All reimbursed services are described in the nationally established fee schedule (called the nomenclature), which specifies the official fees and cost-sharing mechanisms determined through conventions and agreements negotiated yearly or every 2 years between representatives of sickness funds and health care providers. Reimbursement decisions are based on criteria such as the therapeutic added value of the intervention and the budget impact. Evidence-based practices with a high therapeutic value are preferably reimbursed, whereas comfort or aesthetic services, such as plastic surgery and orthodontics, are only reimbursable under certain conditions (for example, breast reconstruction after cancer). When looking at patients’ out-of-pocket payments, reimbursement is more limited for mental health care and for dental care compared with other care services.
To avoid overconsumption and promote the responsible use of public money, the large majority of patients have to pay in advance the fees for services and then request reimbursement from their sickness fund. Initially, a third-party payment system (where sickness funds directly pay their share) only applied for the purchase of prescribed medicines and hospital/residential care, but this is being gradually extended to primary care (currently for vulnerable social groups and chronic patients). Additionally, in community health centres (wijkgezondheidscentra/maisons medicales) with a capitation-based remuneration system, registered patients who have opted for this system do not have to pay for the services they receive from these centres.
Care is provided based on independent medical practice, freedom of choice and fee-for-service payments
The provision of care is based on the principles of independent medical practice, direct access (no gatekeeping), free choice of physicians and of health care facilities (including hospitals), and predominantly fee-for-service payment (although in recent years, the use of fixed payments has increased).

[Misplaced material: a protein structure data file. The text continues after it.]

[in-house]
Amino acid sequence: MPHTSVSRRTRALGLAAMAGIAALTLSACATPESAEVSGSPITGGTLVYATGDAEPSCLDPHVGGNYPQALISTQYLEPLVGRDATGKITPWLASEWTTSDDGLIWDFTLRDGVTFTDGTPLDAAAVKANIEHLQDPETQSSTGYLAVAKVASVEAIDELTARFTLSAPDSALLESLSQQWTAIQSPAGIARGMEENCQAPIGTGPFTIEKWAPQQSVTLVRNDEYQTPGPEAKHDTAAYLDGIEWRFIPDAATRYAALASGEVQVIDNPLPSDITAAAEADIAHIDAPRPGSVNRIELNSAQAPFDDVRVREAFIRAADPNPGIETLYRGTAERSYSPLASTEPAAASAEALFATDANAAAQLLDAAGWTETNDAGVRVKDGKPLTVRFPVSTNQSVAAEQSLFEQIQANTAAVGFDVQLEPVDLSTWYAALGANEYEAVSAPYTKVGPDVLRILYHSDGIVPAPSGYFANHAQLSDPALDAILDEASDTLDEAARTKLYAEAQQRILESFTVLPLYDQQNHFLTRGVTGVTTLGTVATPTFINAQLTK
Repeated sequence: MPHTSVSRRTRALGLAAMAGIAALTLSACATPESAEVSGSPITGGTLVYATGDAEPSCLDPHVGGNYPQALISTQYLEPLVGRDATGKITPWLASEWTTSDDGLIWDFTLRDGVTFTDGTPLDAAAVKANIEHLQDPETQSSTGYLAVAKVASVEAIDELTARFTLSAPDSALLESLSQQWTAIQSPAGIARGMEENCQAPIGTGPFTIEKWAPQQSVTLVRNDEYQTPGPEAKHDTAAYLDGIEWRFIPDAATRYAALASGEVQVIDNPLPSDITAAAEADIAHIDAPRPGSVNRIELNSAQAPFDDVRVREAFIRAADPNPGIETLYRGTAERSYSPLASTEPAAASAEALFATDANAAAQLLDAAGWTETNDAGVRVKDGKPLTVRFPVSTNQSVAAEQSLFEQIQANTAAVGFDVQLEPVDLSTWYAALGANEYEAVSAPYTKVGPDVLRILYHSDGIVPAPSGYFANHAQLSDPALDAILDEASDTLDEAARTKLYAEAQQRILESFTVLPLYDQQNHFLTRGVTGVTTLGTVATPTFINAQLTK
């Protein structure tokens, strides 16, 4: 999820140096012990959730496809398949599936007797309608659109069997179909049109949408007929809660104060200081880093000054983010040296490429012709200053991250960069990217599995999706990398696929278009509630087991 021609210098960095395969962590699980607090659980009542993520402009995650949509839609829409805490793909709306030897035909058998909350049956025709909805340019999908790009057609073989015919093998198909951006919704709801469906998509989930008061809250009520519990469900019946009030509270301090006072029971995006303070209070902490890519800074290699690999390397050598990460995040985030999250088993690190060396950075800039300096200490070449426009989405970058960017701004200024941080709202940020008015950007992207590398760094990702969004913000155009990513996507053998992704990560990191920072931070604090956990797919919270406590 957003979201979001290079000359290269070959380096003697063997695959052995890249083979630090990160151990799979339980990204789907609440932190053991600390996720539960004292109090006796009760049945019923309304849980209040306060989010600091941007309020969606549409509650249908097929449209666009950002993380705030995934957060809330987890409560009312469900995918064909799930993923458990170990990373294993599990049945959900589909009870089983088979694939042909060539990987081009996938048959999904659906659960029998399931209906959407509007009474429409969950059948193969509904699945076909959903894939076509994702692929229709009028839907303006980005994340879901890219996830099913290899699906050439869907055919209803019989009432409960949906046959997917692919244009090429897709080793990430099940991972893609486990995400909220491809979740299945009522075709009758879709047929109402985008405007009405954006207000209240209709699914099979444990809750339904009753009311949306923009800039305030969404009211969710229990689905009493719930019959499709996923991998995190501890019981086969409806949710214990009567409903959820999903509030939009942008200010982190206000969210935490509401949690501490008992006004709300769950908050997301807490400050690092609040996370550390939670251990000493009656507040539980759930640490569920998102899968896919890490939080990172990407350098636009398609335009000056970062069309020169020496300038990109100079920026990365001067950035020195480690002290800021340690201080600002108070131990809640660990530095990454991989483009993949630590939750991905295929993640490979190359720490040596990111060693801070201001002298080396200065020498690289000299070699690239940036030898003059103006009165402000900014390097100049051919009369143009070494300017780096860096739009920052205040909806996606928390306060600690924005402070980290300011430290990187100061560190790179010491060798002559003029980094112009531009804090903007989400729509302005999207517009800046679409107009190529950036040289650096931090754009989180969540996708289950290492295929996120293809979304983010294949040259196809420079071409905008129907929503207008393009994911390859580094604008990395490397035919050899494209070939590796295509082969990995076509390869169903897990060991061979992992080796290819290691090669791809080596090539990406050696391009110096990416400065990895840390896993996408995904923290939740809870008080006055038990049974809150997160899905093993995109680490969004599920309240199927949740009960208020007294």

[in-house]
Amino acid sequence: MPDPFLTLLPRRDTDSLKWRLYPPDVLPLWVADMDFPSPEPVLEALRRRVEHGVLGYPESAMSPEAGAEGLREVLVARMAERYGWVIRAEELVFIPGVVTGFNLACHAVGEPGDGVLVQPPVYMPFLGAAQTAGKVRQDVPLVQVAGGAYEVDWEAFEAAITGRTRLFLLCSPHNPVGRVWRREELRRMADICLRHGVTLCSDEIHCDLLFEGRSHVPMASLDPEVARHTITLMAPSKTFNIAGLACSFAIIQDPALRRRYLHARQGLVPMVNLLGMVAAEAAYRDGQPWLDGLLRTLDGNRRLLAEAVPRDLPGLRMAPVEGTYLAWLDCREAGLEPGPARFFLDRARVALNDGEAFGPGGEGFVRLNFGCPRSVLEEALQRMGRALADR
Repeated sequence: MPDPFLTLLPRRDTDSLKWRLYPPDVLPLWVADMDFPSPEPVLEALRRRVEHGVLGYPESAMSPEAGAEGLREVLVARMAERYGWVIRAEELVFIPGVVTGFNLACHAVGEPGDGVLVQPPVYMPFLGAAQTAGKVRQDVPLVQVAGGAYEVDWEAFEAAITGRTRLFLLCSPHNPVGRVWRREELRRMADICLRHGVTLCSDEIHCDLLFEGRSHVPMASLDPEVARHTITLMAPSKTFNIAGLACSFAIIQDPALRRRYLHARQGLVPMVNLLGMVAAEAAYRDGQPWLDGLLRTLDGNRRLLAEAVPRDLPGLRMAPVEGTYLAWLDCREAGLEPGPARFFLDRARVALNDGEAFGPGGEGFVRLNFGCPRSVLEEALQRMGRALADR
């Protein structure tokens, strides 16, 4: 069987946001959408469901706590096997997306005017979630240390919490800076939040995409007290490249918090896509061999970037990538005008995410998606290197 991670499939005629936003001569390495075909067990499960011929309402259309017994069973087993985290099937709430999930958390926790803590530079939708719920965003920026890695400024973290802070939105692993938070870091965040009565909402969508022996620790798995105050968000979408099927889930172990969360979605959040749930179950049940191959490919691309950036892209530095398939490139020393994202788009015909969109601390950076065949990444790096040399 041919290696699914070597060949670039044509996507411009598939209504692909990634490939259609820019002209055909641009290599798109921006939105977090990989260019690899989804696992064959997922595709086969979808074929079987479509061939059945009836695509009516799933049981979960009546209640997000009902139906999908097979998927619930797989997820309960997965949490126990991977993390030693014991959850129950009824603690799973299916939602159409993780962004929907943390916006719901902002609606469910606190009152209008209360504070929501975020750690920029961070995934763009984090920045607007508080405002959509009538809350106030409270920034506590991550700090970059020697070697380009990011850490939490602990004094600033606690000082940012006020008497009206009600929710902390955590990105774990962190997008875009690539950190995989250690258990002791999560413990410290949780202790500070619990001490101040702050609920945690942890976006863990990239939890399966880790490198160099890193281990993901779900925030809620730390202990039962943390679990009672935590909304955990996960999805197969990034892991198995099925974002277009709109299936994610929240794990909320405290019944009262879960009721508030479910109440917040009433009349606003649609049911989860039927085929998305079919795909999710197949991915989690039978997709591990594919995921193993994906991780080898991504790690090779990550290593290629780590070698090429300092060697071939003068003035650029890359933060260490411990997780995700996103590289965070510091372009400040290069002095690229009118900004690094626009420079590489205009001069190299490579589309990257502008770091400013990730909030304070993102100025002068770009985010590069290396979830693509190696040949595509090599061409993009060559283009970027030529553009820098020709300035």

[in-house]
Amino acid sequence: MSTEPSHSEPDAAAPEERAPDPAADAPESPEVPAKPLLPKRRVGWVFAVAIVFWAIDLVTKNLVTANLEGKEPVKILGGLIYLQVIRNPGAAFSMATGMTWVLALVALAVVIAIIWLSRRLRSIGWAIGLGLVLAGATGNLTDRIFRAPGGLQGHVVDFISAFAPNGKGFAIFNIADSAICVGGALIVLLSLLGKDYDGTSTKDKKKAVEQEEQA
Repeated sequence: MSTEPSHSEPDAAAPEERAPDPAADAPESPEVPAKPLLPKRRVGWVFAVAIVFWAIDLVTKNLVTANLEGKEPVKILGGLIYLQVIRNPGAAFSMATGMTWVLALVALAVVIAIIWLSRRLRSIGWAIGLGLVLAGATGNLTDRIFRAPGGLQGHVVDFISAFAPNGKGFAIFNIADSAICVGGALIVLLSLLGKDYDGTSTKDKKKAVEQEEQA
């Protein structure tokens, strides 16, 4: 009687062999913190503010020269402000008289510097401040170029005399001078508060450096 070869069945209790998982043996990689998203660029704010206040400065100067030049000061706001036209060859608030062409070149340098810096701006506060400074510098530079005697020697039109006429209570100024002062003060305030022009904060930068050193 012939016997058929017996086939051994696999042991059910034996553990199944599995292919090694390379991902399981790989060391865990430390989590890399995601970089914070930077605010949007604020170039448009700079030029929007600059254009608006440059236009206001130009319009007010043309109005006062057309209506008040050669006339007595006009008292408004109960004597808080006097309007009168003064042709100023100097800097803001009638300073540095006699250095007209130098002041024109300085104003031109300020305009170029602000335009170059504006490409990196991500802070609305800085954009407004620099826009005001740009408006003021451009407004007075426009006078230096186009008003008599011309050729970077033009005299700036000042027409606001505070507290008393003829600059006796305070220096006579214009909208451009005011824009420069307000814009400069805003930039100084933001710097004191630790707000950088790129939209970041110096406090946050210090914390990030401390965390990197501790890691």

Reimbursed health care services are provided by both public and private institutions and individual health care providers who mainly comply with the same set of rules, enjoy the same therapeutic freedoms and offer the same services. Patients are free to choose their health care providers and can access most of the specialised and inpatient care without assessment by a general practitioner (GP).
Physician numbers are regulated by a system of quotas
The density of practising physicians has been quite stable (3.1 per 1 000 inhabitants in 2018) and is below the EU-15 average (3.8 per 1 000 inhabitants in 2018, but the definition of practising physicians varies across countries).
It is also important to highlight that physicians in Belgium are getting older, especially GPs. In 2018, 44.3% of practising physicians were aged 55 years and over, in comparison to 24.1% in 2000. Concerning nurses, the number of practising nurses has increased (from 8.8 to 11.2 per 1 000 inhabitants from 2004 to 2017) but the patient to nurse ratio (the number of patients per nurse) in hospitals remains high.
Access to specialisation for physicians (including GPs) is limited by a quota system, with overall quotas defining the maximum number of physicians as well as minimum quotas for some specialties where a possible shortage has been identified (for example, for GPs). These quotas are determined by the Federal Minister of Social Affairs and Public Health based on the advice of the Planning Commission of Medical Supply of the MoH, which assesses the medical workforce needs. A similar quota system is in place for dentists.
The regulation of health professionals is being modernised
Since 2014, a reform of the regulation of health care professionals has been in progress, articulated around three pillars: competent health care providers, integrated and multidisciplinary health care and patient-centred care. New professional titles and competences have been created (such as advanced practice nurses and oral hygienists) and a new law on the quality of practice in health care has been elaborated.
The hospital landscape is changing
Concerning the hospital sector, mergers have led to larger hospitals, which are spread over different hospital sites. Hospitals can be classified into acute care hospitals, specialised or geriatric hospitals and psychiatric hospitals. In December 2018, there were 174 hospitals (105 acute care hospitals, 9 specialised or geriatric hospitals and 60 psychiatric hospitals) spread over 288 sites. The geographical distribution of hospital care facilities and the number of beds is in line with the population distribution.
The maximum number of beds in acute care hospitals has been fixed since 1982. There is also national planning for heavy medical equipment and some specialised services and care programmes. There has been a gradual decrease in the density of curative beds (from 620 to 497 per 100 000 population between 2000 and 2018), which is expected to continue. In contrast, the capacity for day hospitalisation, geriatric and chronic care beds will need to increase to meet changing population needs. Similar to other neighbouring countries, the average length of stay in curative care beds has decreased due to multiple factors, including incentives to increase efficiency.